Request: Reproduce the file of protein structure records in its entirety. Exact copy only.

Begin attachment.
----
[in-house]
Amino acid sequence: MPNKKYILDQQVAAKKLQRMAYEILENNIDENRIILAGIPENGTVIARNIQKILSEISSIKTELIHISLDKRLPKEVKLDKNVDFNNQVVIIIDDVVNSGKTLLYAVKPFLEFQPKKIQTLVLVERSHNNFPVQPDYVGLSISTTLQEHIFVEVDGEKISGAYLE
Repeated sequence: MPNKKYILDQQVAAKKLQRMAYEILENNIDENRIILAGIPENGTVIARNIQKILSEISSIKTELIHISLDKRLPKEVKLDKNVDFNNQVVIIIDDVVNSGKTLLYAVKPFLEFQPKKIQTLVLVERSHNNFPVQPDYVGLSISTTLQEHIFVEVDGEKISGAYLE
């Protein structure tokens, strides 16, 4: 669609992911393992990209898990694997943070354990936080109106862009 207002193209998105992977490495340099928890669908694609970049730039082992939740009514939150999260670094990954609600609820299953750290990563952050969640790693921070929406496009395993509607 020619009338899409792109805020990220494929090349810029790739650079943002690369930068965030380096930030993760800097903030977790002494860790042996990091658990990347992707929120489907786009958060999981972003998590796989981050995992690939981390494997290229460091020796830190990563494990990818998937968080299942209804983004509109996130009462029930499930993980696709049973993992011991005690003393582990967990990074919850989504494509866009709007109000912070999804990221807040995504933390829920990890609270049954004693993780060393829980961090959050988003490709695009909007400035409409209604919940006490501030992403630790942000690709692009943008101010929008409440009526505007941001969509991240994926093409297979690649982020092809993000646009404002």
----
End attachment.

[in-house]
Amino acid sequence: MPNKKYILDQQVAAKKLQRMAYEILENNIDENRIILAGIPENGTVIARNIQKILSEISSIKTELIHISLDKRLPKEVKLDKNVDFNNQVVIIIDDVVNSGKTLLYAVKPFLEFQPKKIQTLVLVERSHNNFPVQPDYVGLSISTTLQEHIFVEVDGEKISGAYLE
Repeated sequence: MPNKKYILDQQVAAKKLQRMAYEILENNIDENRIILAGIPENGTVIARNIQKILSEISSIKTELIHISLDKRLPKEVKLDKNVDFNNQVVIIIDDVVNSGKTLLYAVKPFLEFQPKKIQTLVLVERSHNNFPVQPDYVGLSISTTLQEHIFVEVDGEKISGAYLE
């Protein structure tokens, strides 16, 4: 669609992911393992990209898990694997943070354990936080109106862009 207002193209998105992977490495340099928890669908694609970049730039082992939740009514939150999260670094990954609600609820299953750290990563952050969640790693921070929406496009395993509607 020619009338899409792109805020990220494929090349810029790739650079943002690369930068965030380096930030993760800097903030977790002494860790042996990091658990990347992707929120489907786009958060999981972003998590796989981050995992690939981390494997290229460091020796830190990563494990990818998937968080299942209804983004509109996130009462029930499930993980696709049973993992011991005690003393582990967990990074919850989504494509866009709007109000912070999804990221807040995504933390829920990890609270049954004693993780060393829980961090959050988003490709695009909007400035409409209604919940006490501030992403630790942000690709692009943008101010929008409440009526505007941001969509991240994926093409297979690649982020092809993000646009404002």